The potential mechanism mediating the higher neurotrophin (i.e., BDNF) response to the different exercise protocols is currently unclear. However, BDNF is primarily produced in the brain, some of which crosses the blood-brain barrier and travels to the periphery where it can be measured in plasma and serum. Nevertheless, possible BDNF modulating factors such as lactate, cortisol, and intensity have been previously proposed. Wrann et al. (2013) proposed a novel biochemical pathway linking an exercise-induced secreted factor from skeletal muscle to BDNF gene expression in the brain, especially in the hippocampus. Interestingly, then RT or concurrent training protocol (HIIT followed by RT) would be the ideal protocol for elevating BDNF levels. On the basis of this model we speculate that skeletal muscle contractions during combined or RT protocol might be a possible trigger of this biochemical pathway to induce elevated BDNF levels in the brain. Another physiological mechanism is platelets, which have the ability to store BDNF and release it upon agonist stimulation depending on the specific need of BDNF in certain tissues (Fujimura et al., 2002). Although it remains unknown how exercise influences the platelets, one potential use of BDNF stored in platelets is thought to be in the repair of exercise-induced muscle damage (Saucedo-Marquez et al., 2015). However, further research is needed to confirm these mechanisms, especially in childhood obesity during and after weight-loss exercise programs.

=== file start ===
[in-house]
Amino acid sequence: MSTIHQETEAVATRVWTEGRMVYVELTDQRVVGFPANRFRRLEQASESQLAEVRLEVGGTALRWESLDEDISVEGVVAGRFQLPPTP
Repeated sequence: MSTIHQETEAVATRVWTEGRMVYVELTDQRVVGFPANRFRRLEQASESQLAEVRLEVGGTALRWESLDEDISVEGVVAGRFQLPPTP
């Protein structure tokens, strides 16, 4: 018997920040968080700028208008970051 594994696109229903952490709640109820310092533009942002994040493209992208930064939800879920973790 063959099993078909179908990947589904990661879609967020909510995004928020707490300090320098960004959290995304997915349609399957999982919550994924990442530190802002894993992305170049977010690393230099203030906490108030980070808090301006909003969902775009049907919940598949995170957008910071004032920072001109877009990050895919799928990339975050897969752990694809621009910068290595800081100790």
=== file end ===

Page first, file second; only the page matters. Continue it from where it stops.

On the other hand, several lines of evidence support a hypothesis whereby neurotrophins, especially BDNF (Dmitrzak-Weglarz et al., 2013), play an essential role in with the initiation and development of both atherosclerosis and metabolic syndrome (Chaldakov et al., 2003). In a previous study Krabbe et al. (2009) found that plasma levels of BDNF decreased in humans with type 2 diabetes, independently of obesity, suggesting that certain metabotrophic deficit due to hyponeurotrophinemia may operate in this metabopathy. Matthews et al. (2009) have shown that BDNF appears to be a major player not only in central metabolic pathways, but also as a regulator of metabolism in skeletal muscles. Studies of animal models and humans have shown that reduced expression of neurotrophins results in the glucose and lipid metabolism alterations (Tonra et al., 1999; Nonomura et al., 2001; Mercader et al., 2008; Dmitrzak-Weglarz et al., 2013). In general, studies have observed a correlation between low serum BDNF levels and high inflammatory protein levels, increased vascular dysfunction and more cardiovascular risk factors (Chaldakov et al., 2004; Dmitrzak-Weglarz et al., 2013). Current evidence indicates plasma BDNF is a proxy marker of BDNF production in the brain; however, BDNF can also be synthesized peripherally (Church et al., 2016). However, there are some gaps in the literature pertaining to obesity, exercise training, and subsequent neurotrophin responses (Pedersen et al., 2009).